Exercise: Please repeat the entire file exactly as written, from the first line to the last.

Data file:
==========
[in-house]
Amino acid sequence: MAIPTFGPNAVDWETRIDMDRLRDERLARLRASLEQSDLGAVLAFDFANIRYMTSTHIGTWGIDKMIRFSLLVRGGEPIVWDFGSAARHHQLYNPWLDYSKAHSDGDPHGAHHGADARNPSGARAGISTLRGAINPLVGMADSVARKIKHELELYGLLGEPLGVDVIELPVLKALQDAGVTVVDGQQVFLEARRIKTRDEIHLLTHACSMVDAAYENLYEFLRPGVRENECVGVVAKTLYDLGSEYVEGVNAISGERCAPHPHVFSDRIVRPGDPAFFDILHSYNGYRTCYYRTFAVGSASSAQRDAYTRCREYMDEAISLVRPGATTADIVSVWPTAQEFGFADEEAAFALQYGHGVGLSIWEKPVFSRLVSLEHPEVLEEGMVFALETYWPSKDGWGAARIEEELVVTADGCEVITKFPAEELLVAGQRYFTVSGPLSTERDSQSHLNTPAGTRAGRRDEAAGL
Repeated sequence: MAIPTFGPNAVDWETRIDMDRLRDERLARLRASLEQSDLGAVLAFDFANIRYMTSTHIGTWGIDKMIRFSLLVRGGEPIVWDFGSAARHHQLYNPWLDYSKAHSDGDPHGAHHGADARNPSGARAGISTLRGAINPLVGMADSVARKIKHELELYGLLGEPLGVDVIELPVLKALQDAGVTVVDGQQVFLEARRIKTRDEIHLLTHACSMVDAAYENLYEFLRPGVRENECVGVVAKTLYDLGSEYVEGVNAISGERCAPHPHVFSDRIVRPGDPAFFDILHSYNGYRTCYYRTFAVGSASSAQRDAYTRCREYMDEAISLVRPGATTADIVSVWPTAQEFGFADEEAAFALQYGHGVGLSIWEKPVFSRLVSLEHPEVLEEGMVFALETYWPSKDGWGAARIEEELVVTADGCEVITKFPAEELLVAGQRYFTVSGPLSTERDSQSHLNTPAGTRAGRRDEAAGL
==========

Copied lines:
[in-house]
Amino acid sequence: MAIPTFGPNAVDWETRIDMDRLRDERLARLRASLEQSDLGAVLAFDFANIRYMTSTHIGTWGIDKMIRFSLLVRGGEPIVWDFGSAARHHQLYNPWLDYSKAHSDGDPHGAHHGADARNPSGARAGISTLRGAINPLVGMADSVARKIKHELELYGLLGEPLGVDVIELPVLKALQDAGVTVVDGQQVFLEARRIKTRDEIHLLTHACSMVDAAYENLYEFLRPGVRENECVGVVAKTLYDLGSEYVEGVNAISGERCAPHPHVFSDRIVRPGDPAFFDILHSYNGYRTCYYRTFAVGSASSAQRDAYTRCREYMDEAISLVRPGATTADIVSVWPTAQEFGFADEEAAFALQYGHGVGLSIWEKPVFSRLVSLEHPEVLEEGMVFALETYWPSKDGWGAARIEEELVVTADGCEVITKFPAEELLVAGQRYFTVSGPLSTERDSQSHLNTPAGTRAGRRDEAAGL
Repeated sequence: MAIPTFGPNAVDWETRIDMDRLRDERLARLRASLEQSDLGAVLAFDFANIRYMTSTHIGTWGIDKMIRFSLLVRGGEPIVWDFGSAARHHQLYNPWLDYSKAHSDGDPHGAHHGADARNPSGARAGISTLRGAINPLVGMADSVARKIKHELELYGLLGEPLGVDVIELPVLKALQDAGVTVVDGQQVFLEARRIKTRDEIHLLTHACSMVDAAYENLYEFLRPGVRENECVGVVAKTLYDLGSEYVEGVNAISGERCAPHPHVFSDRIVRPGDPAFFDILHSYNGYRTCYYRTFAVGSASSAQRDAYTRCREYMDEAISLVRPGATTADIVSVWPTAQEFGFADEEAAFALQYGHGVGLSIWEKPVFSRLVSLEHPEVLEEGMVFALETYWPSKDGWGAARIEEELVVTADGCEVITKFPAEELLVAGQRYFTVSGPLSTERDSQSHLNTPAGTRAGRRDEAAGL